Australian Kaylee McKeown was 4th in 1:00.08, and Georgia Davies of Wales was 5th in 1:00.17.


  • CG Record: 24.62, Liam Tancock (ENG), 2010
  1. Mitch Larkin, Australia, 24.91
  2. Ben Treffers, Australia, 24.99
  3. Zac Incerti, Australia, 25.19
  4. Harry Shalamon, Jersey, 25.52
  5. Conor Ferguson, Northern Ireland / Jian Han Tern, Malaysia, 25.60
  6. Xavier Castelli, Wales, 25.74
  7. Craig McNally, Scotland, 26.00

Just like in the heats, the Australian men qualified 1-2-3 in the 50 back and will have a great chance to sweep the podium tomorrow night. Mitch Larkin cracked the 25-second barrier to win the first semi in 24.91, with Northern Ireland’s Conor Ferguson 2nd in 25.60.

Defending champ Ben Treffers followed up by also getting under 25 in the second semi, clocking 24.99 for the #2 seed. Zac Incerti was next at 25.19, and Harry Shalamon of Jersey was 3rd in 25.52. Ferguson ended up tying with Malaysia’s Jian Han Tern for 5th, while Xavier Castelli and Craig McNally also made it through in 7th and 8th.


  • CG Record: 25.20, Francesca Halsall (ENG), 2014
  1. Madeline Groves, Australia, 25.54
  2. Cate Campbell, Australia, 25.56
  3. Holly Barratt, Australia, 25.88
  4. Penny Oleksiak, Canada, 25.94
  5. Rebecca Smith, Canada, 26.68
  6. Alys Thomas, Wales, 26.72
  7. Alia Atkinson, Jamaica, 26.84
  8. Erin Gallagher, South Africa, 26.85

Cate Campbell finished off an impressive double after winning the 50 free, topping the first 50 fly semi in a time of 25.56. That is less than a tenth off her own Oceanic record of 25.47. Holly Barratt was also under 26 in 25.88 in that semi, and Alia Atkinson (26.84) and Erin Gallagher (26.85) were 3rd and 4th.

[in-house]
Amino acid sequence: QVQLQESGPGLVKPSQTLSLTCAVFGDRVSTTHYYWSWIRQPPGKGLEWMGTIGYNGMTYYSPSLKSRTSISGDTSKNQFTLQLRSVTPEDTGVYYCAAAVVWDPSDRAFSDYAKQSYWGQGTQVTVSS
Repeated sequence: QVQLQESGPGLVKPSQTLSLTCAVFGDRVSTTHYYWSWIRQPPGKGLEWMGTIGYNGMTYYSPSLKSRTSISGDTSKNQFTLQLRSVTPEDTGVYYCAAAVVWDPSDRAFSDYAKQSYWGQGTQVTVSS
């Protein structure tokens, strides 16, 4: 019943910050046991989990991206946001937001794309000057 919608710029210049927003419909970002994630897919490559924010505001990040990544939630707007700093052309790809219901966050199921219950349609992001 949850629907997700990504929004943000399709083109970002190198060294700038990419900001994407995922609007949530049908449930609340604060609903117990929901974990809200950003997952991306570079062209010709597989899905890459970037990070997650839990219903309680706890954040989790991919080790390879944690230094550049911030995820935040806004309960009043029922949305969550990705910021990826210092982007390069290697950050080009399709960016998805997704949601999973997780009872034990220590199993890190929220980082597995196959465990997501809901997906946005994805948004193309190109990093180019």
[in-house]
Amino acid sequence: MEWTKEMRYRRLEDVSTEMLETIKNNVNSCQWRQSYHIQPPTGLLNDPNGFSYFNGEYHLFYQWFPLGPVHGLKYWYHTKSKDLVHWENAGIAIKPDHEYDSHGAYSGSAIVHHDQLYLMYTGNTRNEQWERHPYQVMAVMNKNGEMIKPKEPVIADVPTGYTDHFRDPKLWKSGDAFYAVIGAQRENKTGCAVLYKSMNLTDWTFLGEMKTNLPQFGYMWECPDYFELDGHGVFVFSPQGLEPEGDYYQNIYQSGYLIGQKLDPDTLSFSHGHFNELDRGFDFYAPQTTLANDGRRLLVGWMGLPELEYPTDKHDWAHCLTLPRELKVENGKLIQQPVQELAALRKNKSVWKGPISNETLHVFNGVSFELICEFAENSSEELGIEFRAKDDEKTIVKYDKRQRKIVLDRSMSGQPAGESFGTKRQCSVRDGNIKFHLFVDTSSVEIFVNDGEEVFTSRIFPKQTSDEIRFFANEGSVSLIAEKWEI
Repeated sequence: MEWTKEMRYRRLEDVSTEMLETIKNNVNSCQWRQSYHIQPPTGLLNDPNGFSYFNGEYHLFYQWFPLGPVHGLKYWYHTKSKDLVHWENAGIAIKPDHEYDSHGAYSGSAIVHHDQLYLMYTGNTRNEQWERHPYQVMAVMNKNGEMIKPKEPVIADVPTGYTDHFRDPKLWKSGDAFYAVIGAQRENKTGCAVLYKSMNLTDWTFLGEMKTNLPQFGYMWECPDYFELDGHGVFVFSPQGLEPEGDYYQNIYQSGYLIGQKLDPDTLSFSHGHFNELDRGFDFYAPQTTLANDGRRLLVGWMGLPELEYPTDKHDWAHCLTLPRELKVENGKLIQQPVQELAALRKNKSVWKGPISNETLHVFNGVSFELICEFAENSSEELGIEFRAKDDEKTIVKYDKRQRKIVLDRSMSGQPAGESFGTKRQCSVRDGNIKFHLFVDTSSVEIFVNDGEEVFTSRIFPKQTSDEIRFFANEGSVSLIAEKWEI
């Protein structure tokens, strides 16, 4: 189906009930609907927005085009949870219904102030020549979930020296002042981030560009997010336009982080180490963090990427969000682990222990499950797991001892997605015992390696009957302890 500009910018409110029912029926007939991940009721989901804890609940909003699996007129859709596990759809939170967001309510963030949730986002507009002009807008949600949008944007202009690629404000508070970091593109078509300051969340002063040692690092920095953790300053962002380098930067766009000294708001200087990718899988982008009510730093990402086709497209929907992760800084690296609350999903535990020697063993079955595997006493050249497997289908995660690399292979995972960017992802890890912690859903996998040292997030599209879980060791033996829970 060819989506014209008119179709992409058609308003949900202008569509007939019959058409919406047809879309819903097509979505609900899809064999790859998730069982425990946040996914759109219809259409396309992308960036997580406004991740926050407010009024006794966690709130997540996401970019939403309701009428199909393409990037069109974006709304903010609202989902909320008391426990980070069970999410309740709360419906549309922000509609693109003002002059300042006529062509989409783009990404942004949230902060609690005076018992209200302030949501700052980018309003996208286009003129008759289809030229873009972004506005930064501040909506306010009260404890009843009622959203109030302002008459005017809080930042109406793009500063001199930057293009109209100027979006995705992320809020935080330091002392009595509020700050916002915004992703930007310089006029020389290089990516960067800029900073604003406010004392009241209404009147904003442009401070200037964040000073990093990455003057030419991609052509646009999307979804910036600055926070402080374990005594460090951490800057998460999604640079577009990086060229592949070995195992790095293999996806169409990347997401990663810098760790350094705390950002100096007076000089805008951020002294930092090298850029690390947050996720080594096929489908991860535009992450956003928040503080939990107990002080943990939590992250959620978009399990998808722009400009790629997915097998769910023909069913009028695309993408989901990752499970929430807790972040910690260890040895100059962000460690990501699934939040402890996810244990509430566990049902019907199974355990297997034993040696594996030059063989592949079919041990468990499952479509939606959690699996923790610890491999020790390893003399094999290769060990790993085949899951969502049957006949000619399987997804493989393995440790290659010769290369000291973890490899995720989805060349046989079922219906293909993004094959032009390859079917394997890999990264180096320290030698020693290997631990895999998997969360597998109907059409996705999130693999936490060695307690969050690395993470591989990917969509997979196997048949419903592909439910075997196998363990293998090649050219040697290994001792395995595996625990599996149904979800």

The second semi was even quicker, with Madeline Groves slipping under Campbell’s mark in 25.54. Penny Oleksiak dropped one one-hundredth from her prelim swim for 2nd in 25.94, and her teammate Rebecca Smith was 3rd.

The Australians qualify 1-2-3, and both Atkinson and Gallagher got through in 7th and 8th. Alys Thomas of Wales was 4th in that second semi and advanced in 6th, as it took sub-27 to make the final.


  • CG Record: 47.98, Brent Hayden (CAN), 2010
  1. Cameron McEvoy, Australia, 48.50
  2. Chad Le Clos, South Africa, 48.61
  3. Kyle Chalmers, Australia, 48.70
  4. Duncan Scott, Scotland, 48.72
  5. Jack Cartwright, Australia, 48.73
  6. Yuri Kisil, Canada, 48.79
  7. Dylan Carter, Trinidad, 49.06
  8. Daniel Hunter, New Zealand, 49.11

After a bit of a rocky start to the meet, Cameron McEvoy had a strong performance in the first semi of the men’s 100 free, touching 1st in a time of 48.50. That swim gives him the top seed heading to the final, while Duncan Scott and Jack Cartwright, who were 2nd and 3rd in the heat, advance in 4th and 5th.

The second semi was a bit faster as a whole, with five of the eight finalists coming from it. Chad Le Clos was out fast in 23.15, and held off Kyle Chalmers coming home to win the semi in 48.61. He heads into the final in 2nd, with Chalmers (48.70) sitting 3rd. Yuri KisilDylan Carter and Daniel Hunter (49.11) also advanced from the semi, with Markus Thormeyer (49.22) on the outside looking in in 9th.

With McEvoy looking back on form, Australia has a shot to go 1-2-3, like they did four years ago. However, it will be really tough with such a deep, close field.


  • CG Record: 2:20.72, Leisel Jones (AUS), 2006
  1. Tatjana Schoenmaker, South Africa, 2:22.02
  2. Molly Renshaw, England, 2:23.28
  3. Chloe Tutton, Wales, 2:23.42

South African Tatjana Schoenmaker continued her impressive showing at the meet, winning gold in the women’s 200 breast in 2:22.02. She took over the lead on the back half, and pulled away to win by 1.26 seconds over England’s Molly Renshaw and Chloe Tutton of Wales. Schoenmaker’s swim knocks over a full second off the African Record.

Renshaw edged out Tutton by just over a tenth, 2:23.28 to 2:23.42 for silver, while Canada’s Kierra Smith was just shy in 4th in 2:23.62. Defending champ Taylor McKeown of Australia settled for 5th in 2:25.51, and her teammate Tessa Wallace was 6th in 2:26.59.